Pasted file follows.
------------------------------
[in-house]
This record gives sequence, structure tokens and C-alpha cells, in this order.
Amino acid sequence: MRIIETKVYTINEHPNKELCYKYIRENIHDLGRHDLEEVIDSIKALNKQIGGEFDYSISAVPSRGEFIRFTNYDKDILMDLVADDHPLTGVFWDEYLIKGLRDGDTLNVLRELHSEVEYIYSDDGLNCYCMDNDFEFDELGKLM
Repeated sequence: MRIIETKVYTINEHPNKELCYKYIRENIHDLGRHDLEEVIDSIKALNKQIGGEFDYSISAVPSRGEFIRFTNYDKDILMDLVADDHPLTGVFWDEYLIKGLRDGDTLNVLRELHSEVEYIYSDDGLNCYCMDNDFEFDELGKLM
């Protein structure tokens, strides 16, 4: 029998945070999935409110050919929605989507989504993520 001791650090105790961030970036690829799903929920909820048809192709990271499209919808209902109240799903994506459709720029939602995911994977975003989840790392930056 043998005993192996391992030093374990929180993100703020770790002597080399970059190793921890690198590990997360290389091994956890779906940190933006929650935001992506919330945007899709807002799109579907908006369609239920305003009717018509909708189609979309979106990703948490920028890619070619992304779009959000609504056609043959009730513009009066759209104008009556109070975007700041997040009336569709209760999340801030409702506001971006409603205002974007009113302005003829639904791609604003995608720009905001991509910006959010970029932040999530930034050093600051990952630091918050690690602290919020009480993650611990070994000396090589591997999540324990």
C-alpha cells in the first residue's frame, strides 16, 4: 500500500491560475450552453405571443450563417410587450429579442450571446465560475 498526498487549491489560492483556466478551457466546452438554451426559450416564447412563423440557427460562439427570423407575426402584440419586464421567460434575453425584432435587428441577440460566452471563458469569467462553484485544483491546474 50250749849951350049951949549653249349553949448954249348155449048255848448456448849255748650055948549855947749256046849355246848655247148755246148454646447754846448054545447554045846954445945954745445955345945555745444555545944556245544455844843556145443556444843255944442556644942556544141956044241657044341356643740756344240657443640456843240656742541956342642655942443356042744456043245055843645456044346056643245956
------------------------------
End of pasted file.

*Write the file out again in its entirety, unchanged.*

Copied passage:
[in-house]
This record gives sequence, structure tokens and C-alpha cells, in this order.
Amino acid sequence: MRIIETKVYTINEHPNKELCYKYIRENIHDLGRHDLEEVIDSIKALNKQIGGEFDYSISAVPSRGEFIRFTNYDKDILMDLVADDHPLTGVFWDEYLIKGLRDGDTLNVLRELHSEVEYIYSDDGLNCYCMDNDFEFDELGKLM
Repeated sequence: MRIIETKVYTINEHPNKELCYKYIRENIHDLGRHDLEEVIDSIKALNKQIGGEFDYSISAVPSRGEFIRFTNYDKDILMDLVADDHPLTGVFWDEYLIKGLRDGDTLNVLRELHSEVEYIYSDDGLNCYCMDNDFEFDELGKLM
């Protein structure tokens, strides 16, 4: 029998945070999935409110050919929605989507989504993520 001791650090105790961030970036690829799903929920909820048809192709990271499209919808209902109240799903994506459709720029939602995911994977975003989840790392930056 043998005993192996391992030093374990929180993100703020770790002597080399970059190793921890690198590990997360290389091994956890779906940190933006929650935001992506919330945007899709807002799109579907908006369609239920305003009717018509909708189609979309979106990703948490920028890619070619992304779009959000609504056609043959009730513009009066759209104008009556109070975007700041997040009336569709209760999340801030409702506001971006409603205002974007009113302005003829639904791609604003995608720009905001991509910006959010970029932040999530930034050093600051990952630091918050690690602290919020009480993650611990070994000396090589591997999540324990």
C-alpha cells in the first residue's frame, strides 16, 4: 500500500491560475450552453405571443450563417410587450429579442450571446465560475 498526498487549491489560492483556466478551457466546452438554451426559450416564447412563423440557427460562439427570423407575426402584440419586464421567460434575453425584432435587428441577440460566452471563458469569467462553484485544483491546474 50250749849951350049951949549653249349553949448954249348155449048255848448456448849255748650055948549855947749256046849355246848655247148755246148454646447754846448054545447554045846954445945954745445955345945555745444555545944556245544455844843556145443556444843255944442556644942556544141956044241657044341356643740756344240657443640456843240656742541956342642655942443356042744456043245055843645456044346056643245956